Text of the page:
Limerick slave owner’s statue comes down

Saoirse Higgins


Saoirse Higgins


Limerick slave owner’s statue comes down

The city of Balitmore, Maryland has removed a statue to John O’Donnell because of his slave owning past

A STATUE of a Limerick-born slave owner has been taken down in the city of Baltimore, Maryland.

John O’Donnell was born in Limerick in 1749 and emigrated to the United States in later years. O’Donnell’s family are thought to be from Truagh Castle in Ardnacrusha. However, John’s father was heavily involved in Limerick and specifically the Thomond Bridge area, where John is believed to have been born.

John O’Donnell eventually settled in Baltimore in 1785 where he began trading with merchants from the Chinese port of Guangzhou, which was called Canton by English speakers.

In 1786, O’Donnell bought 2,000 acres of land in Baltimore which he named Canton after the port. O’Donnell owned 36 slaves on this plantation. Currently, this land is now called Canton square and is where the statue was situated.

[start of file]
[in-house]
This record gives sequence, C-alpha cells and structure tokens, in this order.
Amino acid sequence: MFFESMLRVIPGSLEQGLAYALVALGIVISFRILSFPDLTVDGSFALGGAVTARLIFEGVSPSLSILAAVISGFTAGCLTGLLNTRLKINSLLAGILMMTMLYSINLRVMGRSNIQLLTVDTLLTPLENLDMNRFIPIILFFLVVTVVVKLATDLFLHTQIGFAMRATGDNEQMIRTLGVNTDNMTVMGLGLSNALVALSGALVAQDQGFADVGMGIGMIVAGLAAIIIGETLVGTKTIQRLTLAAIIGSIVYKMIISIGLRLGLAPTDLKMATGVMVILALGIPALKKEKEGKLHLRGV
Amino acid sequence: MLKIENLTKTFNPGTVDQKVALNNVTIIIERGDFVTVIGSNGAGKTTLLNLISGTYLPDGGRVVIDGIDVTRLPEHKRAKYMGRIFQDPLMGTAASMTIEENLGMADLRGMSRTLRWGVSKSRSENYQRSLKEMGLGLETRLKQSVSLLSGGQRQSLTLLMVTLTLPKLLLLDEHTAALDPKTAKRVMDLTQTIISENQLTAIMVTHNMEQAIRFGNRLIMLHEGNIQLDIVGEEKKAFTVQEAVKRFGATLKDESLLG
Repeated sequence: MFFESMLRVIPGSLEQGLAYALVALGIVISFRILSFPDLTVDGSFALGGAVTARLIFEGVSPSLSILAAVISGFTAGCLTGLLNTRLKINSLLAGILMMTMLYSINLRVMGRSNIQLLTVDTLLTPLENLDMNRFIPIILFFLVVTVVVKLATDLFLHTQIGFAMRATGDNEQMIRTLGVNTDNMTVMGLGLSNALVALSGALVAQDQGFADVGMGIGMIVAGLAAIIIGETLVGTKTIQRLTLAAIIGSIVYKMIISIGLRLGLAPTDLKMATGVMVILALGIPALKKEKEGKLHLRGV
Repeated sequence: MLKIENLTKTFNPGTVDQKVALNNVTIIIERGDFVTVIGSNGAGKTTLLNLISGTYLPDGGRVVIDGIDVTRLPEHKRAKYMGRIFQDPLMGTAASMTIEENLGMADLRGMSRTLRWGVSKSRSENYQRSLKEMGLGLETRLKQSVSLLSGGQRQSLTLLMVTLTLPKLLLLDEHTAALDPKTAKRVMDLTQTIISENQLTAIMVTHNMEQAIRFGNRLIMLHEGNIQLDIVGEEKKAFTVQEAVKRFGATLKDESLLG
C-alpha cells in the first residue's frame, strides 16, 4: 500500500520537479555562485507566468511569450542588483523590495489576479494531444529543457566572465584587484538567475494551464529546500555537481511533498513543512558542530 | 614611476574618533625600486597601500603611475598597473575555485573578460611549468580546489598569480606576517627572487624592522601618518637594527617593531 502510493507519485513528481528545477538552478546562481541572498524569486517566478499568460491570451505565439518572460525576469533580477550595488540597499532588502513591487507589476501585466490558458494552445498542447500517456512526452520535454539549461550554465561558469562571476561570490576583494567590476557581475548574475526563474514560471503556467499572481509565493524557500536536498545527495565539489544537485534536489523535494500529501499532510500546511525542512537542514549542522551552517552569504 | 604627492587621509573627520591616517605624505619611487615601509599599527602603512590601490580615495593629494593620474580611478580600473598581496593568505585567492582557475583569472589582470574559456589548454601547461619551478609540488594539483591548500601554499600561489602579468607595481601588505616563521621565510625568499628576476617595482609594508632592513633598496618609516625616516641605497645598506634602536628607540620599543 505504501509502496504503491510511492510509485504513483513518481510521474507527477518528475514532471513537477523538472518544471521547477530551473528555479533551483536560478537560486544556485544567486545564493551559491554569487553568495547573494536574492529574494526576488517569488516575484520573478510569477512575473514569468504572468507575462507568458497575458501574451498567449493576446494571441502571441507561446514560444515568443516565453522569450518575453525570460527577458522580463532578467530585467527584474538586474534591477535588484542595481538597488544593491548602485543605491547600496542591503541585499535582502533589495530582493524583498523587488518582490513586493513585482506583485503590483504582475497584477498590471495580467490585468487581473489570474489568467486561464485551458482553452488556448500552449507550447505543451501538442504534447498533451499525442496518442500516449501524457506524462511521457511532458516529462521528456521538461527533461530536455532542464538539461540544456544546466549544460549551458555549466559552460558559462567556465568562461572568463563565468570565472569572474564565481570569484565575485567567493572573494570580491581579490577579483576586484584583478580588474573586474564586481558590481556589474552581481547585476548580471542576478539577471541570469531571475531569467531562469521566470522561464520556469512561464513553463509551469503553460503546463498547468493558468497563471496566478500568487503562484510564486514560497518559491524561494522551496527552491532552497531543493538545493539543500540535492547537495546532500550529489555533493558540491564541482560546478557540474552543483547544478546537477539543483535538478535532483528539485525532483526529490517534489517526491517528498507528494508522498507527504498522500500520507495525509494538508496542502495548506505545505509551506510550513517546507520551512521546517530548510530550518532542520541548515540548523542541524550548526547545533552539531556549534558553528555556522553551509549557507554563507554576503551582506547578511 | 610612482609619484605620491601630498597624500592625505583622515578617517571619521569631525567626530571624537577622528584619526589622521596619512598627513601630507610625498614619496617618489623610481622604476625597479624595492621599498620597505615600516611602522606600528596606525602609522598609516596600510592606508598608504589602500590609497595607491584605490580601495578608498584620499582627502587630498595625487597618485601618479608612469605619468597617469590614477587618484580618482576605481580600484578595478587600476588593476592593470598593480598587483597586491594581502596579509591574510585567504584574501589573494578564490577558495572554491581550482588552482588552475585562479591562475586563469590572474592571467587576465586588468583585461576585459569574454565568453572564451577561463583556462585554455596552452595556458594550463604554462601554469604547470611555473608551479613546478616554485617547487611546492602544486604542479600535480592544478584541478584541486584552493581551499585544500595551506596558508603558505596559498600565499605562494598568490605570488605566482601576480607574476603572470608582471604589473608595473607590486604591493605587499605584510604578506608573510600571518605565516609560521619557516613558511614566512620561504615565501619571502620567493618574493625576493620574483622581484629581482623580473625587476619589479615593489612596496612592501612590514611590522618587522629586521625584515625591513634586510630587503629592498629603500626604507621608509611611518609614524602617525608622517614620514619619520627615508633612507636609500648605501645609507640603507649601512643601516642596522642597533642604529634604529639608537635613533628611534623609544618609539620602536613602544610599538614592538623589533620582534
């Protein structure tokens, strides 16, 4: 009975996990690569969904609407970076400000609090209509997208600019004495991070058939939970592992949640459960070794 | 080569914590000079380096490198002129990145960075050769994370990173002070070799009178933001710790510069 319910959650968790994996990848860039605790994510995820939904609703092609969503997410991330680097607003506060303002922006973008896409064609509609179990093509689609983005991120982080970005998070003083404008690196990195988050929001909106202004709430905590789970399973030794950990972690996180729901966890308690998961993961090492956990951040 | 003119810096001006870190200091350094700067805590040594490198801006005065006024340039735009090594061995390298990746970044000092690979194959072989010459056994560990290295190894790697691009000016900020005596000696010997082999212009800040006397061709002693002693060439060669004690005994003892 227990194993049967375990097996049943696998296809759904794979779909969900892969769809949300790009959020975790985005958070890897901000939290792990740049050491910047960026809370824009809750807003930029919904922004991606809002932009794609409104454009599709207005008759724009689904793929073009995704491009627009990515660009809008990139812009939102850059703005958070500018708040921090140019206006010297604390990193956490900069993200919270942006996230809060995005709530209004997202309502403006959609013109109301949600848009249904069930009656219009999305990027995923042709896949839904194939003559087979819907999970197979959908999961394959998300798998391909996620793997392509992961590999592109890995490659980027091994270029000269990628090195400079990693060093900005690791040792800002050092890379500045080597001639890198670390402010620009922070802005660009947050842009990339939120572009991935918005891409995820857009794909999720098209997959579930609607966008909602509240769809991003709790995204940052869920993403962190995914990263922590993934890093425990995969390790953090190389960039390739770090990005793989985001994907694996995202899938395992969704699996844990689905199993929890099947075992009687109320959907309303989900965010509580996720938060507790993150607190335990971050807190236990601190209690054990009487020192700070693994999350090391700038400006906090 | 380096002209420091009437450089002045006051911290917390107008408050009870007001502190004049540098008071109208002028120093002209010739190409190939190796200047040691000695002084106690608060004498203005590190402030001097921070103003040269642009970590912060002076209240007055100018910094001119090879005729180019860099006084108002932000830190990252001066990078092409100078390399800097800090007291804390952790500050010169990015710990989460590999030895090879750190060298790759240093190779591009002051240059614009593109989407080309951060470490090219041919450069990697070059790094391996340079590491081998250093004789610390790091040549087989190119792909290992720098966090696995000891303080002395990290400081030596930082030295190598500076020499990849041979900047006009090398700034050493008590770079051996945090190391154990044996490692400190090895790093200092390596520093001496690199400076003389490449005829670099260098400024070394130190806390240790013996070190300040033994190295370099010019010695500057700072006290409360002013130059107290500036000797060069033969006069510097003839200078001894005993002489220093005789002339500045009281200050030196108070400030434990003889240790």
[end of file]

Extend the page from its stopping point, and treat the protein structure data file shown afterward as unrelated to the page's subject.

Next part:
The Canton Anti-Racism Alliance, with support from the Canton Community Association, started the campaign to take down the statue back in November 2020. They wrote a letter to then-Mayor Bernard C. "Jack" Young, which asked him to remove the statue immediately.

An online petition was also started in October 2020 asking for support to take the statue down and it garnered over 800 signatures since its creation.

On April 5, the statue was finally taken down with complete endorsement from the new Mayor of Baltimore, Brandon Scott. He said about the removal: “Tonight, the hostile vestige to the notorious enslaver Captain John O’Donnell no longer stands in Canton square.”

He continued, “I am committed to dismantling structural oppression in Baltimore.”

The statue of John O’Donnell had only been erected 41 years ago, in 1980. A plaque under the statue read, “a man of great vision and accomplishment."